Monday, July 19, 2010

This Week at Liberty 07/19/2010

The intake number for the year is now up to 2369.

OK, things are tapering off now a little, and although it's probably just the calm before the second wave, every slow period helps. It gave us time for the big clean-up last Saturday, and we can step back and evaluate what's working and what might need improvement. The arrivals are showing the progression for the year as we are getting in a lot of juvenile raptors now, making the mistakes from which they will hopefully learn the skills to succeed after they are again free.
Gentle hands treat a tiny baby bunny.
A late batch of new-born bunnies.
OK, probably NOT a native...
Alright, bunnies breed like, well, bunnies! And in a climate like we have in Phoenix, even though we may complain about the heat, it IS conducive to mammal breeding, and the local bunny population takes full advantage. Another batch of tiny babies was brought in by Peggy at APS who found the mother dead nearby. The white (albino) bunny was brought to our window and dropped off. Normally we don't take in non-native species, but we also don't turn anything down that needs help. This little guy will be placed when it is appropriate.
Sarah performs a "cactus spine-ectomy." (note the pile on the table!)
That feels better.
A few more tiny quail arrived this week, joining the hundreds of other we've raised this year. The difference is one of these had run through some cholla and collected some spines in his travels. Sarah donned the "big glasses" and worked for several minutes extracting the offending stickers. Then he joined his buddies in the brooder for more care.
Totally cool fledgling lesser night-hawk.
A lot of night hawks (and poor-wills) find their way to our facility from people who find them on the ground and assume that any bird not in a tree is in trouble. Most of the time, they are just fine since that's where they live. Note the extreme camouflage of the plumage and try to imagine it against the desert landscape...
Michelle and Anastasia assess a juvenile RTH.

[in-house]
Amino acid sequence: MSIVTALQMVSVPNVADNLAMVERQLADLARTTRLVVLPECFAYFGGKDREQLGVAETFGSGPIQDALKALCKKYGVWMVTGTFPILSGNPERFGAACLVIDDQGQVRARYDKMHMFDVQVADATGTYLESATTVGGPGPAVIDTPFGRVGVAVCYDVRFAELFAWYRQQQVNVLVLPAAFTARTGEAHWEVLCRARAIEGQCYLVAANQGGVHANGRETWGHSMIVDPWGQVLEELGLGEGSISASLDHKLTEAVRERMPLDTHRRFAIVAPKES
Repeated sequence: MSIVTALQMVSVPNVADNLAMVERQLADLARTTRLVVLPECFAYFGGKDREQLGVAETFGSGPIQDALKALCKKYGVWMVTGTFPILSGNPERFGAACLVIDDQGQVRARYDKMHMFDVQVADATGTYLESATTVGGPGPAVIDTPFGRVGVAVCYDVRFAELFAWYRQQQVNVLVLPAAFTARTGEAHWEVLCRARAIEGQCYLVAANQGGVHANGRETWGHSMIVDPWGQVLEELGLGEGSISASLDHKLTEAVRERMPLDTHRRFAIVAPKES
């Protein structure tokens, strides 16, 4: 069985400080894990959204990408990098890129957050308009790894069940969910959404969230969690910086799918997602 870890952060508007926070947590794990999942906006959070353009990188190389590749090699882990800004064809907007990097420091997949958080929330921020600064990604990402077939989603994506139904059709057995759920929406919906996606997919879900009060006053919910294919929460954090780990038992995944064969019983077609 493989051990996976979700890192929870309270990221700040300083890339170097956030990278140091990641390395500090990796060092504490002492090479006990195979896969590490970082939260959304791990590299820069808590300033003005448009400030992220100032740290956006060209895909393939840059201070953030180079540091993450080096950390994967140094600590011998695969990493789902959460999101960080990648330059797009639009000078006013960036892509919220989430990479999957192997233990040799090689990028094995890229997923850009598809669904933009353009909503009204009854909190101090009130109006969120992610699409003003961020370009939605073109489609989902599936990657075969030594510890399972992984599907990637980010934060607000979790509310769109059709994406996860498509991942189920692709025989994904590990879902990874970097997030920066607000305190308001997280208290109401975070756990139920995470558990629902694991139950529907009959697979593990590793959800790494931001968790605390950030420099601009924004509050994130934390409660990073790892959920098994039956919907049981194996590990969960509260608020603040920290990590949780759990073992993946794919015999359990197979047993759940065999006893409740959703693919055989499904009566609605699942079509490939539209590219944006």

A shot of dex is prescribed.
"I'm REALLY hungry!"
A very thin young red-tailed hawk came in on the weekend. Presenting no overt trauma, his only apparent problem is dehydration and emaciation. So weak he could barely stand, he was given fluids, some medicine for energy, and some food! Hopefully his condition is reversible and has not progressed too far. Sometimes when a bird gets too thin from lack of food, its body begins to digest itself and at this point, a good outcome is in doubt. Keep you fingers crossed for this little guy.
I get to wrangle her one more time. (Photo by Toba)
Kyle attaches a hood. (Photo by Toba)
Measurements show it's a girl! (Photo by Toba)

Now she's officially 25-Z. (Photo by Toba)
The nestling/fledgling bald eagle that came in a few months ago has been released! The young bird had fallen from her nest and in her fall, she broke her pelvis. The past few months she has been recovering at Liberty under the expert care of Dr.Orr and Jan. A couple of weeks age she was placed in one of the 60ft flight enclosures and did well. Then Kyle (AZG&F) came out and measured, weighed, and banded her prior to her release last Thursday. Kyle reported that before she was freed, she had footed one of his people, bit him on his chin, and then spent about 2 minutes in the nest before launching into a long distance flight taking her along the ridge of some nearby mountains before gliding out of sight! Yeah, she's gonna make it!

1 comment:

Mariah Fleming said...

What a wonderful blog! And the pictures were really amazing. We learned about you through Joan and Allen a long time ago. We've been receiving news about LIberty from them ever since. Thank you for all that you do.